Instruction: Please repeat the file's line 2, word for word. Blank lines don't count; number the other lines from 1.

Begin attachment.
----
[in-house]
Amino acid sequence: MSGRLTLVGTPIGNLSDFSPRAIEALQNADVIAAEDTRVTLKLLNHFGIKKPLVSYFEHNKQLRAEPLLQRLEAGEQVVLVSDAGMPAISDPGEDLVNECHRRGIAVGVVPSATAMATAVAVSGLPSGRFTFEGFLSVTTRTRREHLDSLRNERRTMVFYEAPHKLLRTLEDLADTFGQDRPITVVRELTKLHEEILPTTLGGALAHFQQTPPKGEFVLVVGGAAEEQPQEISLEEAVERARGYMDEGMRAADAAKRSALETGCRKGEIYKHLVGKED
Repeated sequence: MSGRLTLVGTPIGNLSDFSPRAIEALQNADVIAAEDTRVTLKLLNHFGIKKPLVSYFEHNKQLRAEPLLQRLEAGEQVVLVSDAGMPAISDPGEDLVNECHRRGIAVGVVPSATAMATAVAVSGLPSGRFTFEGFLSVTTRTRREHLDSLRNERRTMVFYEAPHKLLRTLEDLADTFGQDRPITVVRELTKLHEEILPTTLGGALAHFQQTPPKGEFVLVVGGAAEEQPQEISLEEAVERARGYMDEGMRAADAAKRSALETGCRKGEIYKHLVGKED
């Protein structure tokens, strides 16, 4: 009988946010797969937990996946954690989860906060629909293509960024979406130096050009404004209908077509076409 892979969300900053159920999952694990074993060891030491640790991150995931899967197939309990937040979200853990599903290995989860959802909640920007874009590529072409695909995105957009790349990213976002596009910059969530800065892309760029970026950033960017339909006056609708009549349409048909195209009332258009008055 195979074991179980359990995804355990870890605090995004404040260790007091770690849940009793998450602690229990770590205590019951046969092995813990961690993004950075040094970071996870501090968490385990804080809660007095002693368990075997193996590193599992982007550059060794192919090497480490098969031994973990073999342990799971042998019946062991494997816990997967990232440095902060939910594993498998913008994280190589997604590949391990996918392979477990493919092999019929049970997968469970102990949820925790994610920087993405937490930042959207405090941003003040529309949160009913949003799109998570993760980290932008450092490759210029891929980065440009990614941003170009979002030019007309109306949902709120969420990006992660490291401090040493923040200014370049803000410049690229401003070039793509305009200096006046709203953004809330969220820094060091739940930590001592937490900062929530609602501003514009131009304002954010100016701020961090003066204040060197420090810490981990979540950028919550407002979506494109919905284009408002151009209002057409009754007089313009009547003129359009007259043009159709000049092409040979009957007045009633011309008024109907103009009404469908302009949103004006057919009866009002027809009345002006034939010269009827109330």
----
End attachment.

Amino acid sequence: MSGRLTLVGTPIGNLSDFSPRAIEALQNADVIAAEDTRVTLKLLNHFGIKKPLVSYFEHNKQLRAEPLLQRLEAGEQVVLVSDAGMPAISDPGEDLVNECHRRGIAVGVVPSATAMATAVAVSGLPSGRFTFEGFLSVTTRTRREHLDSLRNERRTMVFYEAPHKLLRTLEDLADTFGQDRPITVVRELTKLHEEILPTTLGGALAHFQQTPPKGEFVLVVGGAAEEQPQEISLEEAVERARGYMDEGMRAADAAKRSALETGCRKGEIYKHLVGKED